Make sure that you employ transitional phrases to ensure that the reader knows how the sections are linked to each other.
The research focus leads into the value, aims and objectives of your research, so you might want to think of it as the tie between what has already been done and the direction your research is going.
The research focus does two things: it provides information on the research focus (obviously) and also the rationale for your study.
It is essential that you are able to clarify the area(s) you intend to research and you must explain why you have done this research in the first place.
It is generally considered inappropriate to simply state the context and focus of your study and what led you to pursue this line of research.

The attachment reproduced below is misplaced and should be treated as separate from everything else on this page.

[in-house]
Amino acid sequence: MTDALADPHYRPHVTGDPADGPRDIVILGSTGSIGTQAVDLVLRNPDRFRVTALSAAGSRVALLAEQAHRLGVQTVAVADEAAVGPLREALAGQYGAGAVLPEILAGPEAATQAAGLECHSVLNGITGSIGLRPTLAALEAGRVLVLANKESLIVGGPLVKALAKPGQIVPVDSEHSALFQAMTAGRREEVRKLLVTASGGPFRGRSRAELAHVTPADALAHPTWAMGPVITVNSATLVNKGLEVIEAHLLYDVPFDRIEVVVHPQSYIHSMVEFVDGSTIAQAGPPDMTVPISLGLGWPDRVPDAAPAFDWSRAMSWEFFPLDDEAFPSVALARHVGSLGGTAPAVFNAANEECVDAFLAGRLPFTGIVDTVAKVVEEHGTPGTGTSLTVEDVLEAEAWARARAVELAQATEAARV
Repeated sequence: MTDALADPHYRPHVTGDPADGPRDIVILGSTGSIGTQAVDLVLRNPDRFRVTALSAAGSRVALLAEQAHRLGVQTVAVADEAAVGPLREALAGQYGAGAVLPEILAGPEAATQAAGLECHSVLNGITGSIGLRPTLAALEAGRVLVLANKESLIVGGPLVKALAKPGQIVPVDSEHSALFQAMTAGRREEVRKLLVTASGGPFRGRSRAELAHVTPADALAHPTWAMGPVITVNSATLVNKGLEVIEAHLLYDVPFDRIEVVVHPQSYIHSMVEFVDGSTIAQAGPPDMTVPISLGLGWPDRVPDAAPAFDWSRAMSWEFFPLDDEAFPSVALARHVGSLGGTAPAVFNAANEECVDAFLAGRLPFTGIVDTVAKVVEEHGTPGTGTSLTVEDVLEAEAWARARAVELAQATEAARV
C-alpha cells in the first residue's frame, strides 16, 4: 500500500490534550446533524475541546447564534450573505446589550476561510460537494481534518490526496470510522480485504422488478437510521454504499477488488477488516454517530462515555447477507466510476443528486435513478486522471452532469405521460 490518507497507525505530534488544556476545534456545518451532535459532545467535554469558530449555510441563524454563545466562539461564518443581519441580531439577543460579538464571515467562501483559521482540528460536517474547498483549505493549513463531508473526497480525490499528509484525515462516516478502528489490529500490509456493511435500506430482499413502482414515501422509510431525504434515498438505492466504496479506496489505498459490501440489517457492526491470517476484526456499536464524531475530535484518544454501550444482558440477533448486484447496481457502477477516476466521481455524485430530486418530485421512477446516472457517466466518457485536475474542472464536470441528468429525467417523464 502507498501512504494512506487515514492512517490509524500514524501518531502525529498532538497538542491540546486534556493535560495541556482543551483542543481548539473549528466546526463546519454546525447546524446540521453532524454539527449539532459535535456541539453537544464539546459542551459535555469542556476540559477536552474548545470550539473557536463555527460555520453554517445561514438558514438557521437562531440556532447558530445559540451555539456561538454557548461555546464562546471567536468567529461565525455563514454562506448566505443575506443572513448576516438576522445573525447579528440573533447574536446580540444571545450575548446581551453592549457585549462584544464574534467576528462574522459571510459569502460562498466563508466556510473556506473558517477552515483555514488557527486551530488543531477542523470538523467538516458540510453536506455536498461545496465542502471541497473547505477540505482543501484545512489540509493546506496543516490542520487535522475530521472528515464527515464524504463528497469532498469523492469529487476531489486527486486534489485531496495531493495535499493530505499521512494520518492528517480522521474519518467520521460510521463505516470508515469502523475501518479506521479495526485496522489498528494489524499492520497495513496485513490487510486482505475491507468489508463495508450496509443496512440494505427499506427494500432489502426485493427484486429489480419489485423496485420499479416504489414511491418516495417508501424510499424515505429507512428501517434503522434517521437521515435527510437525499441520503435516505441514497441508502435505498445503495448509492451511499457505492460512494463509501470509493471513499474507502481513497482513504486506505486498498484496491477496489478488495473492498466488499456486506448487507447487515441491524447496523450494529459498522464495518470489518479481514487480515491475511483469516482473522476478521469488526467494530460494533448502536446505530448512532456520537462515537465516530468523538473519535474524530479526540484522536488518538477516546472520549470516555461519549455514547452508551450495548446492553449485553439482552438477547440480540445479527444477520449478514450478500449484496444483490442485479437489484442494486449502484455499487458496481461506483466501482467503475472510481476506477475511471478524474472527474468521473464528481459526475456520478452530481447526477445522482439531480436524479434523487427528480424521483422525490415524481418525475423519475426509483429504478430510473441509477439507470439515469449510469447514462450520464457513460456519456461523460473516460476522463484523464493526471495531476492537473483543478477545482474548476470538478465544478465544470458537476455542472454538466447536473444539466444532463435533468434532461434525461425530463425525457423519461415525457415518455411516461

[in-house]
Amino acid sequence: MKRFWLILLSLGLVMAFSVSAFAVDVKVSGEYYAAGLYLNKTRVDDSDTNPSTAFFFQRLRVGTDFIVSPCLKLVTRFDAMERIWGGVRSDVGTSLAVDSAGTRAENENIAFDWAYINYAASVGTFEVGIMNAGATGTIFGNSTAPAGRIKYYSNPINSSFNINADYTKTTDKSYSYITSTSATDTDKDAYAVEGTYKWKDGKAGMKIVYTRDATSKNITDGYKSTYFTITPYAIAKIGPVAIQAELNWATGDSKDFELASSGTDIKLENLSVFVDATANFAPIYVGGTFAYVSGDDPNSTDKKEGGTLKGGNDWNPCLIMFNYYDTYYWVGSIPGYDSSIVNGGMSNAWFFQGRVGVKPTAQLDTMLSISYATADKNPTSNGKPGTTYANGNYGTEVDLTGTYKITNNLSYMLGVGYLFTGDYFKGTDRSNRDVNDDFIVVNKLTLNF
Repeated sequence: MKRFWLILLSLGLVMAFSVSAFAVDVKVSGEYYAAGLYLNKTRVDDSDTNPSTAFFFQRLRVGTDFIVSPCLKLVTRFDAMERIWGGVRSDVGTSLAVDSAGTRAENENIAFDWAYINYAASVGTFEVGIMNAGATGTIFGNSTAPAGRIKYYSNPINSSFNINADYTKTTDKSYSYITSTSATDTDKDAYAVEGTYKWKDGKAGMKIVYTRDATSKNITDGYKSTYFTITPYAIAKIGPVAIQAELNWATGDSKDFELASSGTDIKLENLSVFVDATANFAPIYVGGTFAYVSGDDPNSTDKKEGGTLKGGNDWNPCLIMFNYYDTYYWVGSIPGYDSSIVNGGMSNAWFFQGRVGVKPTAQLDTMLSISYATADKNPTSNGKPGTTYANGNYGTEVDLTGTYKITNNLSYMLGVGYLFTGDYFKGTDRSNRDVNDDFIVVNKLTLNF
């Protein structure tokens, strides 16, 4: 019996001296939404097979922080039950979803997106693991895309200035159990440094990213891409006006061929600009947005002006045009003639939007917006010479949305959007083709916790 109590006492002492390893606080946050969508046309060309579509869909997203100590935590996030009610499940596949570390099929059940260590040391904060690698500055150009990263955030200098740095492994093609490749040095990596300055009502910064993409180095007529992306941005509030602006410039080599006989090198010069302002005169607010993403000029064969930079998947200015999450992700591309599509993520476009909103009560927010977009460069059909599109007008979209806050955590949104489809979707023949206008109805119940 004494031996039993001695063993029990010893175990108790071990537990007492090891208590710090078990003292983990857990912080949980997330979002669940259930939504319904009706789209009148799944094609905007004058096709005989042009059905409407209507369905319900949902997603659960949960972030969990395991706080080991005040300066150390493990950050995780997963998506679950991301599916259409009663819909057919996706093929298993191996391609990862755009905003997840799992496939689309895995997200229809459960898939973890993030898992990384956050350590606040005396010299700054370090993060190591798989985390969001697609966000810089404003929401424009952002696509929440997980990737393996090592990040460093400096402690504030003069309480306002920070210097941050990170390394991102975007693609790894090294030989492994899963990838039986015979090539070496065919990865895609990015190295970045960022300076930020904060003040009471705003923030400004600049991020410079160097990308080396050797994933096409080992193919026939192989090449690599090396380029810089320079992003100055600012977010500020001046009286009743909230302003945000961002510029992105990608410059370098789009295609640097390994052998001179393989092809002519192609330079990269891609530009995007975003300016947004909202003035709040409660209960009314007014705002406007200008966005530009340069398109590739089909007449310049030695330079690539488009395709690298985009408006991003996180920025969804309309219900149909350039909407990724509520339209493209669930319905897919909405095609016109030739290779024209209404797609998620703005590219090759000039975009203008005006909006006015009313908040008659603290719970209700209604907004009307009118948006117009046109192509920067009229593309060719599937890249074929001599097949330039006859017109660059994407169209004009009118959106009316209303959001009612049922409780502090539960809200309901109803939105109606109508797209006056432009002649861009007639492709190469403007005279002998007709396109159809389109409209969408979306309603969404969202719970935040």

The reader needs to know your research is worth doing.Your introduction must include sub-sections with appropriate headings/subheadings and should highlight some of the key references that you plan to use in the main study.This demonstrates another reason why writing a dissertation introduction last is beneficial.We’ve also identified some common mistakes often made by students in their writing so that you can steer clear of them in your work.While the ‘background information’ usually appears first in a dissertation introduction, the structure of the remaining three points is completely up to you.While this is certainly an important element to any research project, and to the sanity of the researcher, the writing in the dissertation needs to go beyond ‘interesting’ to why there is a particular need for this research.This can be done by providing a background section.Once you have identified these, write some brief notes as to why they were so influential and how they fit together in relation to your overall topic.You may also want to think about what key terminology is paramount to the reader being able to understand your dissertation.You can do this successfully by identifying the gap in the research and the problem that needs addressing.One common mistake made by students is to justify their research by stating that the topic is interesting to them.